Peoples have different forms of expression, the electoral and the revolutionary ones. Socialism in the aftermath of World War II and, even before, communitarianism became good medicine and correctives for the horrors of capitalism. In major European countries, social democratic parties have brought about major changes in liberal capitalism, the culmination of which are the Scandinavian models.
Paul Collier, Professor at the Oxford Universities and author of The Future of Capitalism: Facing the New Anxieties (2018) took his own hometown, Sheffield, as an example in his book. Sheffield was the first city in the North of England to experience the industrial revolution and was also the first to face the new anxiety caused by that revolution: the polarisation between the rich and the poor, unemployment and the environment.
Following the deterioration of the situation and demographic changes, the citizens’ response was to enhance ties among them and create a sufficiently strong community, as well as use this close relationship to create an organisation establishing charitable cooperatives.
For example, housing cooperatives allow people to save money to buy houses; insurance cooperatives reduce risk, and agricultural and retail cooperatives give farmers and consumers independent bargaining power over large corporations.
The cooperative movement that started and developed in the North of England quickly spread to most of Europe and became the economic basis of the centre-left social democratic parties. It was, however, the centre-left of that time, not today’s political farce with well-known bit-part actors and actresses.
Through the alliance, the community spread across the country and reciprocity within the community extended to mutual commitment between State and citizens. The pragmatic policies of medical insurance, pension, education, unemployment and welfare eased families’ anxiety. Over the years, social democracy has alternately taken power in capitalist countries, and these socialist measures have been long-term and universally maintained – at least so far.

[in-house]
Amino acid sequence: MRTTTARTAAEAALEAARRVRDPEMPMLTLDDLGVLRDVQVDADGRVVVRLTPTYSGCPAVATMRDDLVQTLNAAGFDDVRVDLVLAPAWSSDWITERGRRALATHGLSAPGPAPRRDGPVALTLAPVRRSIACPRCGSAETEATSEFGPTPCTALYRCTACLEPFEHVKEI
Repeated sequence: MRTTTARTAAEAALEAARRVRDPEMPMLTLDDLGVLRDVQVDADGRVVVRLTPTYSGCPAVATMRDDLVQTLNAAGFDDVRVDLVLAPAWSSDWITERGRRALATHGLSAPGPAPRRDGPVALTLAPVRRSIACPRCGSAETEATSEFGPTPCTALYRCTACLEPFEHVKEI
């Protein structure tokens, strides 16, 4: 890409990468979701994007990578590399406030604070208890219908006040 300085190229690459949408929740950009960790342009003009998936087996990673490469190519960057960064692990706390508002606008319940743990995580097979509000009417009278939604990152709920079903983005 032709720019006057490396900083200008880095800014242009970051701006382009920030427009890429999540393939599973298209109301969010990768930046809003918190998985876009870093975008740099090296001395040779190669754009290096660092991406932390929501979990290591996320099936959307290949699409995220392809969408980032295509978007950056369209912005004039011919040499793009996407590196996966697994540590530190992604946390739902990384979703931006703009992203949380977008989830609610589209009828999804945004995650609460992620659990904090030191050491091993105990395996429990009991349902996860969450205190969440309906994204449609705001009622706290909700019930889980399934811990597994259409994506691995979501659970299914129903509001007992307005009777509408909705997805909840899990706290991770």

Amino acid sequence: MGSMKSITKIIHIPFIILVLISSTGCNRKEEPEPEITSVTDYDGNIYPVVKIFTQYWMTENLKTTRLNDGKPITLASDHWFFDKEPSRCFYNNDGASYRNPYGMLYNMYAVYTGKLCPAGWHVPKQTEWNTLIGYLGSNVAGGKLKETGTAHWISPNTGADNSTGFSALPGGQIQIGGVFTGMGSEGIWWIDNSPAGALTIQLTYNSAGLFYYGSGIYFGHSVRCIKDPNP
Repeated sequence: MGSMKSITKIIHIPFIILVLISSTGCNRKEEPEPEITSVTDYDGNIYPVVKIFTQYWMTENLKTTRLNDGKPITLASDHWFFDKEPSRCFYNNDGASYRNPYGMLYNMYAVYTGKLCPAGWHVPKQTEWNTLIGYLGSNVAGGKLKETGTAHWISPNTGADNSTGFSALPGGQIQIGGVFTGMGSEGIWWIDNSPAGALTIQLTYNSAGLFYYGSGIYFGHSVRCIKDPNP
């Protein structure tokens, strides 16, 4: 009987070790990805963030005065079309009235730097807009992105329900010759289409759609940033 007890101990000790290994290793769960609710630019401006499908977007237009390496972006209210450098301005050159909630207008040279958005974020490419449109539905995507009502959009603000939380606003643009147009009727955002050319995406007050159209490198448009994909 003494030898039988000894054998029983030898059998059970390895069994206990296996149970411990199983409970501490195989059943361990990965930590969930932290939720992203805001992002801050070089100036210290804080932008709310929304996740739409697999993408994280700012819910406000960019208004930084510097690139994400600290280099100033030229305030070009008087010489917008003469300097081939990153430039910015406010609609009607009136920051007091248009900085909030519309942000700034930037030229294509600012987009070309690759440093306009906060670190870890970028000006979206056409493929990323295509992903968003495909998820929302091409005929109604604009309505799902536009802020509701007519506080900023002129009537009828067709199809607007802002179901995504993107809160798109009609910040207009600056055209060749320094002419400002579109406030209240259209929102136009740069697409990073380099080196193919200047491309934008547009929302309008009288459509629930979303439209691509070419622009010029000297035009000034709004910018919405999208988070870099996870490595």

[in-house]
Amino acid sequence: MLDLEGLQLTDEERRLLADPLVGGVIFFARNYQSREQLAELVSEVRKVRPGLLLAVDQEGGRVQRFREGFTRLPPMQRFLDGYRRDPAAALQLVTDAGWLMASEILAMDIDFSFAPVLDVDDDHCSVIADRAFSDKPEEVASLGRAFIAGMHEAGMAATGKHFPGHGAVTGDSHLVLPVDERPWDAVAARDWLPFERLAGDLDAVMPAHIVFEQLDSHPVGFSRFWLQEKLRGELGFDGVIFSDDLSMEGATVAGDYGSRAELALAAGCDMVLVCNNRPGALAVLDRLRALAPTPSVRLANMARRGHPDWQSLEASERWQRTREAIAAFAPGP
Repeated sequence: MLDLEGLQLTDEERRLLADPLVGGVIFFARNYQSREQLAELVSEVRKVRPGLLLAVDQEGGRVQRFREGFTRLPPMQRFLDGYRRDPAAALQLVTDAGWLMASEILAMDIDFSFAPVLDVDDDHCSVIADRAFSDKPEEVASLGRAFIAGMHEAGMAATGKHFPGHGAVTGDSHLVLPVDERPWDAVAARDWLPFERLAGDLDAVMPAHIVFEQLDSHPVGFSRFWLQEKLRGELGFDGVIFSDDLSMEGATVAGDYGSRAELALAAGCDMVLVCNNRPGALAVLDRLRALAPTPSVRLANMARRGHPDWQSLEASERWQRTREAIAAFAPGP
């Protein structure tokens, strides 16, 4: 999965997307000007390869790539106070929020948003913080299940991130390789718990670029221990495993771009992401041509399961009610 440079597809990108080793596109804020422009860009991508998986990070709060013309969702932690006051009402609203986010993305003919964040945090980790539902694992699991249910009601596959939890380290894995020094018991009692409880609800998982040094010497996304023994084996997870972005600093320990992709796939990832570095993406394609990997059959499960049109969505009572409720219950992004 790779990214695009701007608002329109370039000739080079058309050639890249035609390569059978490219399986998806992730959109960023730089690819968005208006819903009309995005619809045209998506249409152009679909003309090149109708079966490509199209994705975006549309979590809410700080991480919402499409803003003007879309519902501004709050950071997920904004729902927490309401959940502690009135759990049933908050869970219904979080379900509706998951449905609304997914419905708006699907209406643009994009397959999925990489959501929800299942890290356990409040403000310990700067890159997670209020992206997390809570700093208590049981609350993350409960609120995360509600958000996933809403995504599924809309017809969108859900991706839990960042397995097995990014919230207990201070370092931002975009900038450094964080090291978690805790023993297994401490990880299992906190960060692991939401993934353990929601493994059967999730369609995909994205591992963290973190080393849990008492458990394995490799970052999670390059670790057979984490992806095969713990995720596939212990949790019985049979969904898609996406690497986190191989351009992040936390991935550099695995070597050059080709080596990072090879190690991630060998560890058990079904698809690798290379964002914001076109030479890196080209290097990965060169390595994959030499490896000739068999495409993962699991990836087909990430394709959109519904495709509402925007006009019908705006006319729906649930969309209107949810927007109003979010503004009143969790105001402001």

With the decline of the steel industry, cities became typical obsolete and dilapidated centres. In various European countries, the decline of the social democratic parties – which initiated in the 1970s -started to step up at the beginning of the century and has reached its peak over the last ten years. Decline has occurred in France, Germany, Spain and Italy (where the glorious Socialist Party (PSI)has disappeared). Support rates in Norway and the Netherlands have fallen significantly.
It should be noted, however, that the traditional centre-right parties have not benefited from it and have even become a launching pad for movements hetero-directed by stateless financial capital and by vague and inconclusive agendas. Italy is a painful case in point.
Globalised capitalism is clearly responsible for all this – through technology and mass addiction – and raises once again the problem of the incompatibility of rights and duties in the liberal society, at the time when the gap between the rich and the poor is widening. Italy is the worst among the most populous European countries in terms of difference in income between the rich and the poor: in our country, 20% of the population with the highest incomes can count on more than six times the incomes of the 20% with the lowest ones.
The decline of the ethical State and the collapse of social democracy are the contradiction between the actual collapse of mutual obligations (rights-duties) in globalised capitalism and the increasing demand for the aforementioned obligations due to the more complex and asymmetrical economic structure (just consider violence in South America owing to the continuing failures of capitalism).